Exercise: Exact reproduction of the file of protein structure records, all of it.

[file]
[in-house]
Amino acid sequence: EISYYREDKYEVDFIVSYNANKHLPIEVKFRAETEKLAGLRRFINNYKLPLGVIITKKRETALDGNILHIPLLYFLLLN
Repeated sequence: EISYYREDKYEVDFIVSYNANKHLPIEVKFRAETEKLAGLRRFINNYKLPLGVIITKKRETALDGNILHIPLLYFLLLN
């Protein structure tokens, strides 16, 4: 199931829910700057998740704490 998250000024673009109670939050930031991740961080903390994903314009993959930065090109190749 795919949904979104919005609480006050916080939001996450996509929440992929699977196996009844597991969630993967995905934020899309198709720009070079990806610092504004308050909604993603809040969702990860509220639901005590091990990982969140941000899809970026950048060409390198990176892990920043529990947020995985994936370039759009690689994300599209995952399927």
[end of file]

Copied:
[in-house]
Amino acid sequence: EISYYREDKYEVDFIVSYNANKHLPIEVKFRAETEKLAGLRRFINNYKLPLGVIITKKRETALDGNILHIPLLYFLLLN
Repeated sequence: EISYYREDKYEVDFIVSYNANKHLPIEVKFRAETEKLAGLRRFINNYKLPLGVIITKKRETALDGNILHIPLLYFLLLN
């Protein structure tokens, strides 16, 4: 199931829910700057998740704490 998250000024673009109670939050930031991740961080903390994903314009993959930065090109190749 795919949904979104919005609480006050916080939001996450996509929440992929699977196996009844597991969630993967995905934020899309198709720009070079990806610092504004308050909604993603809040969702990860509220639901005590091990990982969140941000899809970026950048060409390198990176892990920043529990947020995985994936370039759009690689994300599209995952399927």